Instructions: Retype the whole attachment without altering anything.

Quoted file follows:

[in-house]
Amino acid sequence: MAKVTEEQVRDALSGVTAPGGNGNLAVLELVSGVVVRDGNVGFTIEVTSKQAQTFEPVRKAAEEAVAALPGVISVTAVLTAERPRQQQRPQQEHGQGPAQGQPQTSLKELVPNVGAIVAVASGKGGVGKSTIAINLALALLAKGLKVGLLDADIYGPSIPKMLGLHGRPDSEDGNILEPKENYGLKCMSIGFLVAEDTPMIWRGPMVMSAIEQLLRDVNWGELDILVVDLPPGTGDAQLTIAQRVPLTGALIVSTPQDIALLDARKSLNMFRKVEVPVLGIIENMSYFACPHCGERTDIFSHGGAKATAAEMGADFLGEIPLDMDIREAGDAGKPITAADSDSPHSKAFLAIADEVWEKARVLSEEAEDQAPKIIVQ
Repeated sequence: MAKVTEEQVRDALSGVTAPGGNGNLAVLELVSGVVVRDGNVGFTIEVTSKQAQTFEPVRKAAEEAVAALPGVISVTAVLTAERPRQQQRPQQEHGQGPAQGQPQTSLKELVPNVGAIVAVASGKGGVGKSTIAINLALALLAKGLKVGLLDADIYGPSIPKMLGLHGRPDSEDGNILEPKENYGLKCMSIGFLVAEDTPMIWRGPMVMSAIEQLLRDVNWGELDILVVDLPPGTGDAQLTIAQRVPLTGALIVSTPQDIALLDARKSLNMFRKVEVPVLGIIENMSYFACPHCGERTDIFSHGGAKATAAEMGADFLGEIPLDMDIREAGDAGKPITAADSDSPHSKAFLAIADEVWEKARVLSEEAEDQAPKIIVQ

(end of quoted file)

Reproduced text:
[in-house]
Amino acid sequence: MAKVTEEQVRDALSGVTAPGGNGNLAVLELVSGVVVRDGNVGFTIEVTSKQAQTFEPVRKAAEEAVAALPGVISVTAVLTAERPRQQQRPQQEHGQGPAQGQPQTSLKELVPNVGAIVAVASGKGGVGKSTIAINLALALLAKGLKVGLLDADIYGPSIPKMLGLHGRPDSEDGNILEPKENYGLKCMSIGFLVAEDTPMIWRGPMVMSAIEQLLRDVNWGELDILVVDLPPGTGDAQLTIAQRVPLTGALIVSTPQDIALLDARKSLNMFRKVEVPVLGIIENMSYFACPHCGERTDIFSHGGAKATAAEMGADFLGEIPLDMDIREAGDAGKPITAADSDSPHSKAFLAIADEVWEKARVLSEEAEDQAPKIIVQ
Repeated sequence: MAKVTEEQVRDALSGVTAPGGNGNLAVLELVSGVVVRDGNVGFTIEVTSKQAQTFEPVRKAAEEAVAALPGVISVTAVLTAERPRQQQRPQQEHGQGPAQGQPQTSLKELVPNVGAIVAVASGKGGVGKSTIAINLALALLAKGLKVGLLDADIYGPSIPKMLGLHGRPDSEDGNILEPKENYGLKCMSIGFLVAEDTPMIWRGPMVMSAIEQLLRDVNWGELDILVVDLPPGTGDAQLTIAQRVPLTGALIVSTPQDIALLDARKSLNMFRKVEVPVLGIIENMSYFACPHCGERTDIFSHGGAKATAAEMGADFLGEIPLDMDIREAGDAGKPITAADSDSPHSKAFLAIADEVWEKARVLSEEAEDQAPKIIVQ